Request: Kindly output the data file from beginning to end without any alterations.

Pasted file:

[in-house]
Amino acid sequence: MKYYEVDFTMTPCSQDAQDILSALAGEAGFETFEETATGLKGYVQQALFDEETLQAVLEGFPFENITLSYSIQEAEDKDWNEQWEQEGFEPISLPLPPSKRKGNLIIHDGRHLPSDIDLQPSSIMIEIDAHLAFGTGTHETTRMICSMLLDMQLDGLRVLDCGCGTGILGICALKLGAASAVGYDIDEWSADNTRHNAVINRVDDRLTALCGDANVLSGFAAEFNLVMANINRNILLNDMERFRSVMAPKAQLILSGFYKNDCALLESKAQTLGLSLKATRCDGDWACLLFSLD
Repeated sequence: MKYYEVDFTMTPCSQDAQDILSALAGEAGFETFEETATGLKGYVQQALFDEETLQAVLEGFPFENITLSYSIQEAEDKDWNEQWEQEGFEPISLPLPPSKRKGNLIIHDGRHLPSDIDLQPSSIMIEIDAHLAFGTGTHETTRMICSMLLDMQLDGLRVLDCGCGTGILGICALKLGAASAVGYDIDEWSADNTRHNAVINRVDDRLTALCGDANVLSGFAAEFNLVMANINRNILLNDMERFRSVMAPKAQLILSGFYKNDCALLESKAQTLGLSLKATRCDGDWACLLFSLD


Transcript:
[in-house]
Amino acid sequence: MKYYEVDFTMTPCSQDAQDILSALAGEAGFETFEETATGLKGYVQQALFDEETLQAVLEGFPFENITLSYSIQEAEDKDWNEQWEQEGFEPISLPLPPSKRKGNLIIHDGRHLPSDIDLQPSSIMIEIDAHLAFGTGTHETTRMICSMLLDMQLDGLRVLDCGCGTGILGICALKLGAASAVGYDIDEWSADNTRHNAVINRVDDRLTALCGDANVLSGFAAEFNLVMANINRNILLNDMERFRSVMAPKAQLILSGFYKNDCALLESKAQTLGLSLKATRCDGDWACLLFSLD
Repeated sequence: MKYYEVDFTMTPCSQDAQDILSALAGEAGFETFEETATGLKGYVQQALFDEETLQAVLEGFPFENITLSYSIQEAEDKDWNEQWEQEGFEPISLPLPPSKRKGNLIIHDGRHLPSDIDLQPSSIMIEIDAHLAFGTGTHETTRMICSMLLDMQLDGLRVLDCGCGTGILGICALKLGAASAVGYDIDEWSADNTRHNAVINRVDDRLTALCGDANVLSGFAAEFNLVMANINRNILLNDMERFRSVMAPKAQLILSGFYKNDCALLESKAQTLGLSLKATRCDGDWACLLFSLD